Auto Supplier Bosch to Manufacture Silicon Carbide Chips That Can Extend the Range of EVs
German automotive supplier Robert Bosch is launching production of silicon carbide (SiC) automotive chips, a move that can make electric vehicles more efficient, thereby increasing their range, Reuters has reported.
Silicon carbide has benefits over traditional silicon chips, including better conductivity and cooling performance in high temperature environments. The SiC chips are well suited for use in electric vehicles.
SiC semiconductor material can operate at higher voltages with lower leakage current. SiC transistors and diodes can also function at higher frequencies at a higher temperature, without compromising reliability. SiC chips have fewer crystal defects compared to silicon-based materials, making them highly suitable for power chargers in electric, hybrid, and fuel-cell vehicles.
"Silicon carbide semiconductors bring more power to electric vehicles. For motorists, this means a 6% increase in range," Bosch board member Harald Kroeger said on Monday.
SiC-based power semiconductors are used in the on-board charging units in electric cars and the technology is well suited for the traction inverter of electric vehicles. In a electric vehicle, the purpose of the traction inverter is to convert DC current from the electric vehicle's battery pack to AC current to be used in the electric motor to drive the vehicle's propulsion system.
The traction inverter also plays a significant role in capturing energy from regenerative braking and feeding it back to the battery. Since SiC chips can withstand higher operating temperatures, there is less of a need for complex cooling circuits that add to the development costs of electric vehicles.
"If you look at what 6 percent more range could mean for a manufacturer who has to shoulder the heavy costs for an EV battery that might be as big as 100 kilowatt-hours, we believe the added expense for a silicon carbide chip makes a lot of sense and we expect this technology to eventually prevail," Kroeger said.
Bosch declined to comment on customers for the new microchips. Bosch is a key supplier to German automakers Volkswagen, BMW and Mercedes-Benz, which are all expanding their EV lineups to counter Tesla.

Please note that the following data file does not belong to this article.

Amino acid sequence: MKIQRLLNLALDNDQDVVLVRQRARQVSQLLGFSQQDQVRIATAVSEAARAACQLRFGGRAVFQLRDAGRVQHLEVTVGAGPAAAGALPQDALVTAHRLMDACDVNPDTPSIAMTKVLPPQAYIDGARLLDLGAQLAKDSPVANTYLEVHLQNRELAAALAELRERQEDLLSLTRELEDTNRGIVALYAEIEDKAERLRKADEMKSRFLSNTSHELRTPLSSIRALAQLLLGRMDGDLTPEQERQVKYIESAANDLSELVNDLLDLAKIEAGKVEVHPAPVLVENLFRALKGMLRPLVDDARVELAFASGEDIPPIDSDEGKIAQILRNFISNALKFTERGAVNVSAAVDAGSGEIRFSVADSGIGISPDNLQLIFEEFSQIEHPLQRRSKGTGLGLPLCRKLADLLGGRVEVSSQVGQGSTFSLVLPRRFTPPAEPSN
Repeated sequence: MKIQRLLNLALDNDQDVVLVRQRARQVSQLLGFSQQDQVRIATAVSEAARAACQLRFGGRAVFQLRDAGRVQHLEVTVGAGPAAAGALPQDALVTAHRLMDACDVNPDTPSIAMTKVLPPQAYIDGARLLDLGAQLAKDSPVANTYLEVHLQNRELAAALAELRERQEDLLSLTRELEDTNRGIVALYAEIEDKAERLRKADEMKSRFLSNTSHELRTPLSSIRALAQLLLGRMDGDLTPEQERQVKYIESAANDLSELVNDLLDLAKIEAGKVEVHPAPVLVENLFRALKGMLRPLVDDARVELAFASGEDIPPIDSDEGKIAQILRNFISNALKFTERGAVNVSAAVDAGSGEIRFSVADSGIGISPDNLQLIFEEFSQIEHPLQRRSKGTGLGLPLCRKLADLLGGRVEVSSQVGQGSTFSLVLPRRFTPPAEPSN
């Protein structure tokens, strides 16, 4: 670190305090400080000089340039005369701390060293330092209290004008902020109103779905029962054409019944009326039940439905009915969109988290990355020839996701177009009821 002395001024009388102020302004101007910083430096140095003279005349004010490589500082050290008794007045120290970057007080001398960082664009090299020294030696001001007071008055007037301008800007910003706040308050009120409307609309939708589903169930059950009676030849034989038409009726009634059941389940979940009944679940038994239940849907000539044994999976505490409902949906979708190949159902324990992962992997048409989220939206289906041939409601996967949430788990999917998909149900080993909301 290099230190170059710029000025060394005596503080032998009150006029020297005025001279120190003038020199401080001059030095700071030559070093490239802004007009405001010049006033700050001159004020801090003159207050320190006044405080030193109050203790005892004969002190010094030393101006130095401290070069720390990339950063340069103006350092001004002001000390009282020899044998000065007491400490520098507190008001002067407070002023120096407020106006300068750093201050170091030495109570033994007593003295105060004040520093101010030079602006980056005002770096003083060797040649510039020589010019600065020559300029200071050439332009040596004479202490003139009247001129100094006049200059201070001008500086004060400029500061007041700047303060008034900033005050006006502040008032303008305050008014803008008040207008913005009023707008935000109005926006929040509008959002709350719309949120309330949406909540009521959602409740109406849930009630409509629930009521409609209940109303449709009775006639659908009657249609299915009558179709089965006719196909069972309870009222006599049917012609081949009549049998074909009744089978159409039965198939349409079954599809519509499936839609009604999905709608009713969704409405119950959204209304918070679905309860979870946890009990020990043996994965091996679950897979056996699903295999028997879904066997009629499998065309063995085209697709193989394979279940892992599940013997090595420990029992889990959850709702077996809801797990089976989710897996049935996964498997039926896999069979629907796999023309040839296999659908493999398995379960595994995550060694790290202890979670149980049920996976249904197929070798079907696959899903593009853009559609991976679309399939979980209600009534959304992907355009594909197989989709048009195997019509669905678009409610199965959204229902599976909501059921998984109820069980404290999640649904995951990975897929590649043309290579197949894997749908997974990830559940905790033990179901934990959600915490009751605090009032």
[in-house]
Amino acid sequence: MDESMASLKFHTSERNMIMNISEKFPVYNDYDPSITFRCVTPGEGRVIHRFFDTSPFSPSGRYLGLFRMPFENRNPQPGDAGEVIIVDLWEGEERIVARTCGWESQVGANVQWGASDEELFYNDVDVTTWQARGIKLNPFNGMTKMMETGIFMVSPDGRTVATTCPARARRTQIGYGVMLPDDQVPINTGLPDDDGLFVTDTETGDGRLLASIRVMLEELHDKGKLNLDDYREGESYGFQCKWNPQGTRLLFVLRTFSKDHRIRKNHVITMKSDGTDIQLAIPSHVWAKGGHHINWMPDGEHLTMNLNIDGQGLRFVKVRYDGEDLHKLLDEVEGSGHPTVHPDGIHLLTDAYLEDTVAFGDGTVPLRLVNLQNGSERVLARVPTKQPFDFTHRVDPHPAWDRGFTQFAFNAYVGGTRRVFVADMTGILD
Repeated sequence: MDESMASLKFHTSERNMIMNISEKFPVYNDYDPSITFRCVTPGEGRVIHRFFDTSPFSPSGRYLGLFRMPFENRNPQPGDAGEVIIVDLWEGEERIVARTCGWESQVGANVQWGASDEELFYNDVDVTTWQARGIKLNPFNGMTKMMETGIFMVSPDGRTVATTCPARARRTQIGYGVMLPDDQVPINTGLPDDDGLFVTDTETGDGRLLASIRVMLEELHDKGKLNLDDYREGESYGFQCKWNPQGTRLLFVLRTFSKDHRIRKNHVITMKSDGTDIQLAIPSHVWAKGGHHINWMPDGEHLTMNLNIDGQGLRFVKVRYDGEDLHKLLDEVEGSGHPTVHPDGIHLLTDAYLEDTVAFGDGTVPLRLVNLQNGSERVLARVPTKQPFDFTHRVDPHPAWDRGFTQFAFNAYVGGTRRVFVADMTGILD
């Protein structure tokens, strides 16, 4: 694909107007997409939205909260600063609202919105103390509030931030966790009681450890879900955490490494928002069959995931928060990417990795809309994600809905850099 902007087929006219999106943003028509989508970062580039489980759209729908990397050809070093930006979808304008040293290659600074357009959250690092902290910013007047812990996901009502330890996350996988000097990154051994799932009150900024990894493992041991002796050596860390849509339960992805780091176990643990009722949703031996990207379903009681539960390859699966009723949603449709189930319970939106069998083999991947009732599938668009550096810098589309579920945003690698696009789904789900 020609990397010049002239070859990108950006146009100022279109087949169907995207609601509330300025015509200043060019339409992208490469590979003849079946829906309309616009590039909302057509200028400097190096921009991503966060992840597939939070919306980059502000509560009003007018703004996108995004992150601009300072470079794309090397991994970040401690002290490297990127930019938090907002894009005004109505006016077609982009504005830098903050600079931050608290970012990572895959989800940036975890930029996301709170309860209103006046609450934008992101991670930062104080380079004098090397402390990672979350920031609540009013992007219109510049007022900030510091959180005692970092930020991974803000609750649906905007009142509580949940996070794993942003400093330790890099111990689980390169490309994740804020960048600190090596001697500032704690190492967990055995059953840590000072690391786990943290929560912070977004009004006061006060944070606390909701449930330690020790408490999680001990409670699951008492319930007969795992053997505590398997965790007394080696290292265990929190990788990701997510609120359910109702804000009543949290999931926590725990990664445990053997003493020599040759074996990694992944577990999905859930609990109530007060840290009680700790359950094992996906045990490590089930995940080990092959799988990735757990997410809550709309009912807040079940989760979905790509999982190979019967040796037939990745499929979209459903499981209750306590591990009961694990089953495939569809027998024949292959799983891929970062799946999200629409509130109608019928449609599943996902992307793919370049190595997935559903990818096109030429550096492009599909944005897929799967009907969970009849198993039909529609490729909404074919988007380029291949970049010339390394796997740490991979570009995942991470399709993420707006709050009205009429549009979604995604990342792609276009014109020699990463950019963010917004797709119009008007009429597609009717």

Electric automaker Tesla is using SiC chips
Tesla is already using silicon carbide MOSFETs for its main inverter in the Model 3, according to reverse engineering analysis conducted by engineering firm Munro Associates. Other electric automakers are still evaluating the potential benefits of the technology.
"The automotive market is definitely the center of focus when people discuss SiC power devices. SiC activities from the pioneers, such as Toyota and Tesla, have brought a lot of excitement and noise to the market," said Hong Lin, an analyst at Yole Développement to Semiengineering.com in 2018. "SiC MOSFETs have potential within the automotive market. But there are several challenges, such as cost, long-term reliability and module design."
Tesla uses silicon carbide MOSFETs for the main inverter in the Model 3 (Photo: MotorTrend)
Bosch will make the SiC chips at its existing plant in Reutlingen, near its Stuttgart headquarters the company's executives said at an event to update on progress in building a new, 1 billion euro ($1.1 billion), chip fabrication plant in Dresden known as the ‘"fab." The Dresden fab is Bosch's largest single investment in the region.
Bosch will use silicon wafers with a diameter of 300 mm that make it possible to pack more chips onto a single wafer than existing production methods using diameters of 150-200 mm.
Bosch also wants to strengthen its position in so-called Application-Specific Integrated Circuits (ASICs) that are built for a specific purpose and in power electronics that manage everything from a car's electric windows to its drivetrain.
The first production run at the facility in the center of Germany's high-tech hub known as ‘Silicon Saxony' is planned for late 2021. Bosch said the ‘fab' will employ 700 people.
Bosch is already a leading supplier of electronics to the auto industry. The company ranked as the sixth-largest supplier on the $38 billion automotive semiconductor market last year with a share of 5.4%, according to Strategy Analytics. Bosch is positioning itself as a supplier of the full range of semiconductor products for the electric, connected and self-driving cars of the future.
The average car contains chips worth $370, according to industry estimates, but that figure rises by $450 for electric vehicles. Another $1,000 in chips is estimated for vehicles capable of autonomous driving, making advanced semiconductors a growth opportunity in the auto industry that is quickly moving towards electrification.
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